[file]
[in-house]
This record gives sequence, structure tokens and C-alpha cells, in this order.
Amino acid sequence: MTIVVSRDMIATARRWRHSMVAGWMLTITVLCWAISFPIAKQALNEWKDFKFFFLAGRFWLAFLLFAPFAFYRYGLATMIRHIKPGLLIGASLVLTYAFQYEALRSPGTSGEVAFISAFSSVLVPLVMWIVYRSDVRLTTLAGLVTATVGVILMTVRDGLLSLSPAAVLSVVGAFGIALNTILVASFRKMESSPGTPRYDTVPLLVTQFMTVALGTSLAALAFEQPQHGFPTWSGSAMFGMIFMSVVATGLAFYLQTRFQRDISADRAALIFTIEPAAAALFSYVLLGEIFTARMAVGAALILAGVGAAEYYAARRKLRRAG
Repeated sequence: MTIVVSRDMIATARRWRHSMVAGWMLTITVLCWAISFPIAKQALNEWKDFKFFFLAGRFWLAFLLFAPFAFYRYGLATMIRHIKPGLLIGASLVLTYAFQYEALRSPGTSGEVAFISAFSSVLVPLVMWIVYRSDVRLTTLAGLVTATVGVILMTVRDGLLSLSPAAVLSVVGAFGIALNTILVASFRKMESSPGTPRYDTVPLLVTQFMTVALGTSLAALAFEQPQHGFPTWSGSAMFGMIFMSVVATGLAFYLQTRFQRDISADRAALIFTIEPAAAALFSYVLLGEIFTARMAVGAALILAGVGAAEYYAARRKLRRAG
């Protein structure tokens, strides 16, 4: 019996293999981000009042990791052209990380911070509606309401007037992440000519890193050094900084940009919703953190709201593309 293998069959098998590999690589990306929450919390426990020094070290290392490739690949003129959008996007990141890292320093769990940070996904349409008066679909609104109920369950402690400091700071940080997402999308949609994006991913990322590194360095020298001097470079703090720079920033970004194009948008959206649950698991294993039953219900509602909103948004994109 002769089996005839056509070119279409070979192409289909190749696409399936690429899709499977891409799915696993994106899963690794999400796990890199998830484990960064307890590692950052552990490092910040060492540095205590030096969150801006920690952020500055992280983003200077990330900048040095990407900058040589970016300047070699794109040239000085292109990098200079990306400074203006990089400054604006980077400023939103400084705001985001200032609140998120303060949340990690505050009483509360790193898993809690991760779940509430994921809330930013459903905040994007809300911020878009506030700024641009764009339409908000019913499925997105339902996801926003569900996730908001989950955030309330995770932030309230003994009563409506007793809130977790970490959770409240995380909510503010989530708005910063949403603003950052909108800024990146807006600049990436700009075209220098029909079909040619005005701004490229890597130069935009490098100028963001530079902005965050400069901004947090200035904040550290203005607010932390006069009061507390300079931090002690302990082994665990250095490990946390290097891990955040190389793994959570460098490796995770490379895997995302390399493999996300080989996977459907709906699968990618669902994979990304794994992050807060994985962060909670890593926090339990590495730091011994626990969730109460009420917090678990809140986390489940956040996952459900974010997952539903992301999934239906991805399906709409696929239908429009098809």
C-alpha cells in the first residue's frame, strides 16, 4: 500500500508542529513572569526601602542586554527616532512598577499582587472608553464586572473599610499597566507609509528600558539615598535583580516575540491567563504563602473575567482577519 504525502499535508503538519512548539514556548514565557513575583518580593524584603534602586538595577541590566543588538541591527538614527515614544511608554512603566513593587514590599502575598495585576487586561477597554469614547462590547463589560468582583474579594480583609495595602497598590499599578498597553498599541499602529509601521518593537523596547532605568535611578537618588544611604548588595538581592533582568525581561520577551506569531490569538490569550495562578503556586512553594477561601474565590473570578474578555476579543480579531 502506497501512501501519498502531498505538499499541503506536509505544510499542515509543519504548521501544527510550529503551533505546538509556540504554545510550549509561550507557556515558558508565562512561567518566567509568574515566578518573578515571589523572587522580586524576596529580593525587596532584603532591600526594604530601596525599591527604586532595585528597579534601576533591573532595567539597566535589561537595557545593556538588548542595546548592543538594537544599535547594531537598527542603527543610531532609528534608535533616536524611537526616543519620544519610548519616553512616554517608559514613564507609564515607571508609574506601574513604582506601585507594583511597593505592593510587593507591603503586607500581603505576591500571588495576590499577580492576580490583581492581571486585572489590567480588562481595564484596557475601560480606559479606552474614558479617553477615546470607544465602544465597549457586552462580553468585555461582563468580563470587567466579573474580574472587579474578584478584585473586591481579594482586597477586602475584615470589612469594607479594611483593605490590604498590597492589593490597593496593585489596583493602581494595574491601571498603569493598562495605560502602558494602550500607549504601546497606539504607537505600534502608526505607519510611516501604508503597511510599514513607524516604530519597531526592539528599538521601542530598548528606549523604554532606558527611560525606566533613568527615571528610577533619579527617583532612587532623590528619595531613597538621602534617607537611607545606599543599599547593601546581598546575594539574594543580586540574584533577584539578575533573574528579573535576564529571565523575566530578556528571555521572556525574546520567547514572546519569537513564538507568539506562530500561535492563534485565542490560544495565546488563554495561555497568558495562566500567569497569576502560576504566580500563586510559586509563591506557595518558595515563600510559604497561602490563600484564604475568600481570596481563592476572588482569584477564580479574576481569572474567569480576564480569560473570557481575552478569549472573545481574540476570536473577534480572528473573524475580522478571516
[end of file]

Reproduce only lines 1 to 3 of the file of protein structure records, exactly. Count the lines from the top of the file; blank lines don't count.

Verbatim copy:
[in-house]
This record gives sequence, structure tokens and C-alpha cells, in this order.
Amino acid sequence: MTIVVSRDMIATARRWRHSMVAGWMLTITVLCWAISFPIAKQALNEWKDFKFFFLAGRFWLAFLLFAPFAFYRYGLATMIRHIKPGLLIGASLVLTYAFQYEALRSPGTSGEVAFISAFSSVLVPLVMWIVYRSDVRLTTLAGLVTATVGVILMTVRDGLLSLSPAAVLSVVGAFGIALNTILVASFRKMESSPGTPRYDTVPLLVTQFMTVALGTSLAALAFEQPQHGFPTWSGSAMFGMIFMSVVATGLAFYLQTRFQRDISADRAALIFTIEPAAAALFSYVLLGEIFTARMAVGAALILAGVGAAEYYAARRKLRRAG